The NOMAD (Novel Materials Discovery) Laboratory is a European Centre of Excellence (CoE), funded by the European Union under the Horizon2020 program. Eight complementary research groups of highest scientific standing in computational materials science along with four high-performance computing (HPC) centers form the synergetic core of this CoE (see THE TEAM). This also reflects that the CoE is part of the Psi-k, CECAM , and ETSF communities.
We are currently creating a large database of homogeneous and normalized materials data. Starting from there, the available HPC infrastructure and the envisaged developments will enhance the discovery of new scientific phenomena, novel devices, and it advances materials science and engineering. At first, we will use data from theory and modeling. Later, the database will expanded to experimental data.
New commercial products, from smart phones to solar cells to artificial hips, are typically built from new or improved materials. Choosing the right material is difficult. Computational materials-science can be used to help make this choice. Using information about the atoms and molecules present in a specific material, computers can predict the properties and functions of the material. This information can then be used to decide if the material is right for a specific product. Such computational approaches, typically based on density-functional theory and beyond, can be used for known materials. Furthermore, they are also powerful enough to let researchers consider materials that do not yet exist, thus developing entirely new materials which could help address fundamental issues in a number of widespread fields such as energy storage and transformation, mobility, safety, information, and health.
The NOMAD CoE starts from the NOMAD Repository (see also the youtube movie) which contains data and input and output files of many high-quality calculations performed all over the word. The NOMAD Repository is unique in the sense that it is not restricted to one or a few simulation programs ("codes") but it accepts output from all important codes. In spring 2016 the NOMAD Repository contained input and output files of more than 2 million calculations which corresponds to more than 2 billion CPU-core hours burned on various high-performance computers all over the planet.
As the data at the NOMAD Repository arise from many different codes, the data and the data structure is very inhomogeneous. This is fine for the purpose of the Repository but not for the planned data analytics. Thus, the scientists of the NOMAD CoE first build conversion layers to transform all these data into a code-independent format: the NOMAD Database.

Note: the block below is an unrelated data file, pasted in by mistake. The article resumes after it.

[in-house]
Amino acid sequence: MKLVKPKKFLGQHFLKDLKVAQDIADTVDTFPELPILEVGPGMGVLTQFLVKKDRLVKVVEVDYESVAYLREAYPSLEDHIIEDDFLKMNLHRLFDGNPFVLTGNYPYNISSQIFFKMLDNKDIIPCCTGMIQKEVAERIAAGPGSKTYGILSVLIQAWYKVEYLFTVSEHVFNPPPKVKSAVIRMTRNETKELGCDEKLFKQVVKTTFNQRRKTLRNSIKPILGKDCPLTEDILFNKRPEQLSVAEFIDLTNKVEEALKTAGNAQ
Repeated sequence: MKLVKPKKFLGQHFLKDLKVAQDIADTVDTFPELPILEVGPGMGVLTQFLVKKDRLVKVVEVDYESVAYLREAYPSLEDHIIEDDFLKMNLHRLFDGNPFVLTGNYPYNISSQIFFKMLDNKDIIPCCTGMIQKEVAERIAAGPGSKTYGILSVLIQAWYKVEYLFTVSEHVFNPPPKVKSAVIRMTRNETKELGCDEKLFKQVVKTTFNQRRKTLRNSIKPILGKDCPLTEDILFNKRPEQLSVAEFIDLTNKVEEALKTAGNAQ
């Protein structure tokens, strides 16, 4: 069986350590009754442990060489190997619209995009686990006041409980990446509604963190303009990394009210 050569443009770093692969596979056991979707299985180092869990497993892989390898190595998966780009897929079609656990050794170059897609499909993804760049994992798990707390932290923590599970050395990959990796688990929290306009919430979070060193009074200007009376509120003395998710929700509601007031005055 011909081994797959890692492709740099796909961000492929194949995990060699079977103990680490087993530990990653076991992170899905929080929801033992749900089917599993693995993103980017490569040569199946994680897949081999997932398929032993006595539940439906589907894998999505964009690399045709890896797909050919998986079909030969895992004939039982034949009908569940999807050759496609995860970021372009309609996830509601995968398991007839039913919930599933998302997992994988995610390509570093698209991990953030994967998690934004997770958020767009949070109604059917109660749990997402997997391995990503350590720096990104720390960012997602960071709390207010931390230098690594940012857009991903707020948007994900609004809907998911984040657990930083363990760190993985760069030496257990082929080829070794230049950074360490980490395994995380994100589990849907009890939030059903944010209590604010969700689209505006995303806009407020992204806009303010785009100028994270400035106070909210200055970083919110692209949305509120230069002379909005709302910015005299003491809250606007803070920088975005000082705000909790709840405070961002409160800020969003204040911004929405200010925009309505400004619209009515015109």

A Materials Encyclopedia will open up new opportunities by developing new tools to search and retrieve information from the large materials data pool. It will comprehensively characterize materials by their computed properties. The developed search engine enables to retrieve those materials that exhibit one or more required features.
Big-data in materials science contain hidden structures and correlations that may not be detectable by standard tools. We develop Big-Data Analytics tools to extract this information and will use it for analyzing materials properties and functions and predicting trends and anomalies and possibly even novel materials. Key words of the employed methodology are data mining, statistical or machine learning, in particular kernel based methods, neural networks, compressed sensing, and causal inference.
Seeing helps understanding. We develop an infrastructure for remote visualization of the multi-dimensional NOMAD data. Advanced Graphics and a virtual-reality environment will allow for interactive data exploration, training, and dissemination.
A sophisticated technological platform for the integrated design of the data workflow will handle the demands of encyclopedia, visualization, and data analytics. This High-Performance Computing (HPC) infrastructure will support modeling on big data and provide application-enabling services. The CoE will also open up new HPC opportunities by making access to existing materials data easier and developing new tools to search, retrieve and manage large datasets. And it will offer to perform new high-quality calculations for materials where important information is missing in the database.
Our Outreach commitment brings data-driven materials modeling closer to societal exploitation. We stimulate interest and public awareness of the importance of materials science and ensure accessibility of all NOMAD’s tools for industrial users and basic and applied research in industry and academia. To make sure that the NOMAD CoE is valuable and relevant to end-users, we will extend our extensive network of researchers, industry representatives, students, and other stakeholders. We are organizing workshops and schools in collaboration with the Psi-k and CECAM networks (see NEWS).
contact concerning general aspects of the CoE: Kylie O'Brien
contact concerning the NOMAD Encyclopedia: Georg Huhs
contact concerning Big-Data Analytics: Luca Ghiringhelli
contact concerning Advanced Visualization: Rubén García Hernández
contact concerning HPC Infrastructure: Atte Sillanpää
contact concerning Outreach: Kylie O'Brien